Site helps broke bus riders cheat Metro transfer system

Those little colorful bus transfers distributed by King County Metro drivers award paying passengers free additional rides for a few hours, but some locals have developed a system to extend their use.

The New City Collegian reported on the service, called Seattle Bus Transfer.

The site operates through user participation in which the first person to catch the morning bus comments the color and letter of the transfer through a funny title. Today for example features hits such as, “orange telephone” and “orange ticklemonster”, so yes today’s bus transfer is an Orange-T.

Knowing the service isn’t exactly ethical, the site posts a disclaimer stating its purpose is solely for entertainment and users must take responsibility for their own actions.

Meanwhile, Metro officials say services will need to be further curtailed if the agency isn’t given power to raise more revenue.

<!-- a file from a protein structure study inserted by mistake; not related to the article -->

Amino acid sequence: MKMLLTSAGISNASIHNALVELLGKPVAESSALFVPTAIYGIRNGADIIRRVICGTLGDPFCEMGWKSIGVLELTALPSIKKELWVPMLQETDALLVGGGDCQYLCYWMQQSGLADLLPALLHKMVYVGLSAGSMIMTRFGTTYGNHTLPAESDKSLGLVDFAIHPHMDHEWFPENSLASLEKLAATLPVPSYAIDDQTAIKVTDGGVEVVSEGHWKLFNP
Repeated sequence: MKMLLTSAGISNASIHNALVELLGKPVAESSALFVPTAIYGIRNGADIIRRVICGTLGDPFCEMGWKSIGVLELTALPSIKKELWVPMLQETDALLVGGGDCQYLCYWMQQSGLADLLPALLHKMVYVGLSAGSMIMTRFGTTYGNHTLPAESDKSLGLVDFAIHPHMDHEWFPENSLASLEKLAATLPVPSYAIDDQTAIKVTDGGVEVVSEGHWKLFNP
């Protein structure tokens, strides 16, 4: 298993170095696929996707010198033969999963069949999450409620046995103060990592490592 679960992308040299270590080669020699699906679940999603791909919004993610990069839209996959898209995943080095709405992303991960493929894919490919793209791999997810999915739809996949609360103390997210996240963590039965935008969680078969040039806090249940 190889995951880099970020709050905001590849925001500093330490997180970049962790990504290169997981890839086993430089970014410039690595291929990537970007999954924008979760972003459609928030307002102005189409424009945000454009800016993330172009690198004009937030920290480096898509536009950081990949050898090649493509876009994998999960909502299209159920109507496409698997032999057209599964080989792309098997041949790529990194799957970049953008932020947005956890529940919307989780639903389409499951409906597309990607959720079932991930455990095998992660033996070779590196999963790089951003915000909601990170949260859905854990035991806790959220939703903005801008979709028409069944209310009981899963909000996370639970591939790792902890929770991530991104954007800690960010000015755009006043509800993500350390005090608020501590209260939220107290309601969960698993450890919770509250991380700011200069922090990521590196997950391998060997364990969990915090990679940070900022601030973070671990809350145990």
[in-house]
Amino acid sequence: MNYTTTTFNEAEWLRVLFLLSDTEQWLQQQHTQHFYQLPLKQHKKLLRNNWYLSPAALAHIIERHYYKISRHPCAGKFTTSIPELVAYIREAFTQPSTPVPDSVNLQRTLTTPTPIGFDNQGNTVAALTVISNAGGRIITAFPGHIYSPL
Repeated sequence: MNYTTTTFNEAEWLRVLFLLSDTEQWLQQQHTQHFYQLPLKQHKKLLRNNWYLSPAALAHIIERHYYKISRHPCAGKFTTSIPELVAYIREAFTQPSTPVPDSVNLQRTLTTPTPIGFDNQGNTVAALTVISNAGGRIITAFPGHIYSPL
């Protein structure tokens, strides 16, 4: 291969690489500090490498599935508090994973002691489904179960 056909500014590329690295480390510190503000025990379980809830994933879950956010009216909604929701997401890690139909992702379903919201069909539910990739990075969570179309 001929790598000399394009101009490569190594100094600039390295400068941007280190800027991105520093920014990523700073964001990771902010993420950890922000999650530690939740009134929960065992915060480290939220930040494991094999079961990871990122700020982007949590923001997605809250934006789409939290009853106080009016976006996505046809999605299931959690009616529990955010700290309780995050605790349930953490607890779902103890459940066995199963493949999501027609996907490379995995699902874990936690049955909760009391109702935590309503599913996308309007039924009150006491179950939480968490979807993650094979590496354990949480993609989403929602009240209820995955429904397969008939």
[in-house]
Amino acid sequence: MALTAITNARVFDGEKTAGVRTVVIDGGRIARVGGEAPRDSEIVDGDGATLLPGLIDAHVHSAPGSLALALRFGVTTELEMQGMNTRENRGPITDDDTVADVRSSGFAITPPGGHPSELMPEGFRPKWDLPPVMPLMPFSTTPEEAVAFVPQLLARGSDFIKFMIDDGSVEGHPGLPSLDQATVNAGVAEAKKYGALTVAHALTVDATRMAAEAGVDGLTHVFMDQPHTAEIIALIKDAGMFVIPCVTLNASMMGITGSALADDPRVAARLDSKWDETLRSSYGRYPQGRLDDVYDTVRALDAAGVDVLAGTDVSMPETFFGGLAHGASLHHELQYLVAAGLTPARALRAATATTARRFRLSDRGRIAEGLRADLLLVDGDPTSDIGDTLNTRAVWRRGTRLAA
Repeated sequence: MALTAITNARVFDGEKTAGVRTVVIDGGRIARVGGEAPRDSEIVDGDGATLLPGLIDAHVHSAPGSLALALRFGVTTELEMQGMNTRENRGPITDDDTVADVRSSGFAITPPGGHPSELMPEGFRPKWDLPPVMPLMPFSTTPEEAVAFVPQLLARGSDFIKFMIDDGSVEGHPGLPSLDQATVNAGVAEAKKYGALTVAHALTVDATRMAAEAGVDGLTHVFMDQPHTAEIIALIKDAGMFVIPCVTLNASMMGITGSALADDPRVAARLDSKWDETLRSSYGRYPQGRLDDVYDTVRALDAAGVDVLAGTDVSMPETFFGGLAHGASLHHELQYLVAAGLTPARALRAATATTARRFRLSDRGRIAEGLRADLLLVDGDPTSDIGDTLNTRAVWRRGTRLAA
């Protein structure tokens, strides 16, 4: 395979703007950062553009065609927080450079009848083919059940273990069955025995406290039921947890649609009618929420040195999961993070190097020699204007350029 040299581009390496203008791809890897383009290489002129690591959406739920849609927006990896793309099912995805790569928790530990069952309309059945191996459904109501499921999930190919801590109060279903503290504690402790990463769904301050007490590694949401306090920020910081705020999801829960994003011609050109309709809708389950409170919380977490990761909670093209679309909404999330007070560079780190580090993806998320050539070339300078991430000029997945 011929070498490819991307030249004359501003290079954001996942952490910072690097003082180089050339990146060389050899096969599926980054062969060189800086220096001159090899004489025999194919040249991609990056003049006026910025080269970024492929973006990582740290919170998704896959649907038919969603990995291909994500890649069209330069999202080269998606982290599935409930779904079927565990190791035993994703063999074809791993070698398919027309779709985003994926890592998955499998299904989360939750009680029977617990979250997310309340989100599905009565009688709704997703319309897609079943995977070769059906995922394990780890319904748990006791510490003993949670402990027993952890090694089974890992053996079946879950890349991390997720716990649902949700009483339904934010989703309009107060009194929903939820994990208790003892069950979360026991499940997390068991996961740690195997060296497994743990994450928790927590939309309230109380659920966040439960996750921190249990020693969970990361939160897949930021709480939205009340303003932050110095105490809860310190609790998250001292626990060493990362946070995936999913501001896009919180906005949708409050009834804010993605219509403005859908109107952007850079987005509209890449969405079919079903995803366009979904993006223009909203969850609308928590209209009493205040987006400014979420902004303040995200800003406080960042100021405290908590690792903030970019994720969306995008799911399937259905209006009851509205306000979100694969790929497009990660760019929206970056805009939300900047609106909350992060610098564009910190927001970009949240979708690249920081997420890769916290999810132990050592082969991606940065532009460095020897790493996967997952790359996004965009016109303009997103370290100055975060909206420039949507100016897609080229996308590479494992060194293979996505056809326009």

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26 thoughts on “Site helps broke bus riders cheat Metro transfer system

  1. When I first moved into the city proper, I took one look at a transfer slip and thought, “People must hoard these and figure out when they can reuse them, right? I bet there is some way of finding that out.”

    Thankfully I’m fortunate enough to be able to afford a bus pass most months so I never bothered looking anything up (never mind the fact that I like public transportation and want Metro to be able to expand instead of lose money). Still, it always seemed like a exploit just waiting to happen.

    • What about those with lower income who can’t afford a switch to cash or orca? I was speaking with a woman at a shelter, and she depends on the transfers and she sometimes doesn’t have enough money in her bank account to pay for an orca card. The solution to this problem is pretty complex – you can’t please everyone sadly.

  2. This has been going on for years. It worked particularly well when I was a poor 20-something and just had a bunch of past transfers stuffed between my book pages. I’d typically get on in the ride free area and look what the color was. Easy as pie. I’d never do it now, bit too much effort.

    • What about those with lower income who can’t afford a switch to cash or orca? I was speaking with a woman at a shelter for my school project, and she depends on the transfers and she sometimes doesn’t have enough money in her bank account to pay for an orca card. The solution to this problem is pretty complex – you can’t please everyone sadly.